The Farm and Process
The “I Contadini” farm is a third generation family business based in the Puglia region of Italy (the heel of the boot) – near where our Maglio chocolates come from. Puglia is known for its excellent growing climate for all sorts of grains, olive trees and vegetables. I Contadini utilizes this optimal climate to grow wonderfully flavorful vegetables for their preserves and spreads, made with their grandparents’ recipes.
Simply translated, “I Contadini” is Italian for “the farmers” or “the peasants.” The farmers’ lives exist within 30 hectares of land where they grow a variety of vegetables on the open field, including peppers, eggplant, artichokes, olives, and tomatoes. The company operates all aspects of the business: growing the produce, naturally drying vegetables in the hot Italian sun, and preparing the jars for retail.
The drying of the vegetables in the sun is an ancient practice and now almost totally abandoned. This is a shame as the delicate practice delivers a totally unique result in the produce: perfect aromas, aesthetic appearance, and texture coupled with the conservation of essential vitamins, proteins, and minerals.
We are excited to import a few of their products, any of which make delicious accompaniments to cheese plates, mezze platters, or sandwiches.
The Preserves and Spreads
This is a traditional spread that takes a long time and great care to produce. Named for grandmother Mara, this spread features a spicy preparation in which tomatoes, hot red peppers, sweet red peppers, onions, fresh basil, cider vinegar, lemon juice and sea salt are cooked together gently and integrated in a thick paste. The paste is placed in draining containers (imagine cheese cloth spread out on large colanders), and left in the sun to concentrate further. After several days of sundrying and draining, the remaining paste is turned out onto tables where it is sprinkled with extra virgin olive oil and kneaded by hand to obtain the finished product. All in all, 100 kilograms of raw materials are required to produce just 500 grams! Use sparingly as a little bit of this concentrated paste goes a long way.
Cherry tomatoes are cultivated in April and harvested by hand in July. The tomatoes are selected for quality, washed, cut, and salted before they are laid out on wooden frames in the sun to dry for 4-5 days. At this time the dried tomatoes are again hand-selected (only the best make the cut), washed, and seasoned lightly before they are submerged in jars of extra virgin olive oil.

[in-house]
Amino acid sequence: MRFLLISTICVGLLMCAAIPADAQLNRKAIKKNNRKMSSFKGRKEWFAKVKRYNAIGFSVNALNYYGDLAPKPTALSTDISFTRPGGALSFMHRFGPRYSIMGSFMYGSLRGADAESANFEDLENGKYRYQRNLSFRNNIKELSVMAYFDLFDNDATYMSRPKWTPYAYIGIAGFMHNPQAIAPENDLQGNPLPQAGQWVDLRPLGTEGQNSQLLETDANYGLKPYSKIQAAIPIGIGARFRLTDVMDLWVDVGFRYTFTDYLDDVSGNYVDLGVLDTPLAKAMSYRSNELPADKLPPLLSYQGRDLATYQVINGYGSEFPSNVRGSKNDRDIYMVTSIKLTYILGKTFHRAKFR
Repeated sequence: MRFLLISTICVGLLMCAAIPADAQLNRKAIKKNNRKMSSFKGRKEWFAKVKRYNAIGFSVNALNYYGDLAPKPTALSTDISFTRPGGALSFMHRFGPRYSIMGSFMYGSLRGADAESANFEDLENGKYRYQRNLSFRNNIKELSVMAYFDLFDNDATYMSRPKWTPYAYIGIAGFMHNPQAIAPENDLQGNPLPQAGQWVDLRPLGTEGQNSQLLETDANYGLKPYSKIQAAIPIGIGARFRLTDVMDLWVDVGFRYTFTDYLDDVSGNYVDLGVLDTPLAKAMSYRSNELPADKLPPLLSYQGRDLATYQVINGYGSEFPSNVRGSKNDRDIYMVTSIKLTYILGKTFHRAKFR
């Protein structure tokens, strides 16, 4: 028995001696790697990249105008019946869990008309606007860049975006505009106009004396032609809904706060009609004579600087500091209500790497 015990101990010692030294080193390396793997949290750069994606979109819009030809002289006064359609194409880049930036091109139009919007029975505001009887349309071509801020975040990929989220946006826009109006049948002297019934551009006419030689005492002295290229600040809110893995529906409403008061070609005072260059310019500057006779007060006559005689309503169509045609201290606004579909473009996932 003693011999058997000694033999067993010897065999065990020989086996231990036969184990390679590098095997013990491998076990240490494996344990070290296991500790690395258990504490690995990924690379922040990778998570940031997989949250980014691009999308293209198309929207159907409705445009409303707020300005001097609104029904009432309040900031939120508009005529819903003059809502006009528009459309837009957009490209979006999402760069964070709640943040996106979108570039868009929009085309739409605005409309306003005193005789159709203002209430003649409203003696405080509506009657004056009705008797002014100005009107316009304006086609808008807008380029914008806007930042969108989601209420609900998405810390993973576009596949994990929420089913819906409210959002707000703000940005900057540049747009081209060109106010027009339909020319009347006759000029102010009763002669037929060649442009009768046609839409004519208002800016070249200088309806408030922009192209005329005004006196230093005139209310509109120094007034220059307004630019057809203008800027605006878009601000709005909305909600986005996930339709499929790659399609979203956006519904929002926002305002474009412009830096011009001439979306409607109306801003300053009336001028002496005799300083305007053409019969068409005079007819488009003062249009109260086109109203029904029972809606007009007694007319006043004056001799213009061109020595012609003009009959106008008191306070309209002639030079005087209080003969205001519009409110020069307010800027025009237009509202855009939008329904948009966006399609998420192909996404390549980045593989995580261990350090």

This jar is a perfect ready-to-go antipasto with tomatoes, sweet bell peppers, eggplant and zucchini preserved in extra virgin olive oil and flavored with capers, a touch of peperoncino, coarse sea salt, cider vinegar, garlic, mint, herbs, and lemon juice. The vegetables are cultivated from April to May and harvested between June and September. The vegetables are selected, washed, and sliced before they are laid out on wooden frames in the sun to dry for 3-4 days. Once dried, the vegetables are selected, washed, and preserved in olive oil.
This jar contains carefully selected baby artichokes grown in Brindisi (central Puglia). The specific variety of artichoke is called “Brindisino,” distinguished by its particularly tender and flavorful buds and especially the dense, fleshy, and tender base. The term “Candini” refers to the fact that these artichokes are picked in May at the end of the season when they are at their most tender. These tiny artichokes are hand-trimmed, gently steamed, and neatly submerged in a bath of olive oil, cider vinegar, sea salt and lemon juice. Add these to your mezze platter for an otherworldly treat.
Made using the “cornetti” pepper grown in an open field from May to August (or sometimes as late as October). The red peppers are harvested, washed, stemmed and cut into rings. The rings are salted and left to mature for several days. The peppers are then mixed with classic Mediterranean herbs and blended with extra virgin olive oil, sweet red peppers, sun-dried tomatoes, cider vinegar, sea salt and lemon juice. Use this spicy mixture in smaller quantities to add zip to and sauce or soup, or combine with another mild spread to kick your bruschetta up a notch.
*First two photos courtesy of I Contadini
Beth Wittenstein is a cheesemonger at Formaggio South End and Online Media Manager for Formaggio Kitchen Cambridge. When she isn’t taking photos of cheese, you can find her making intricate confections in her kitchen.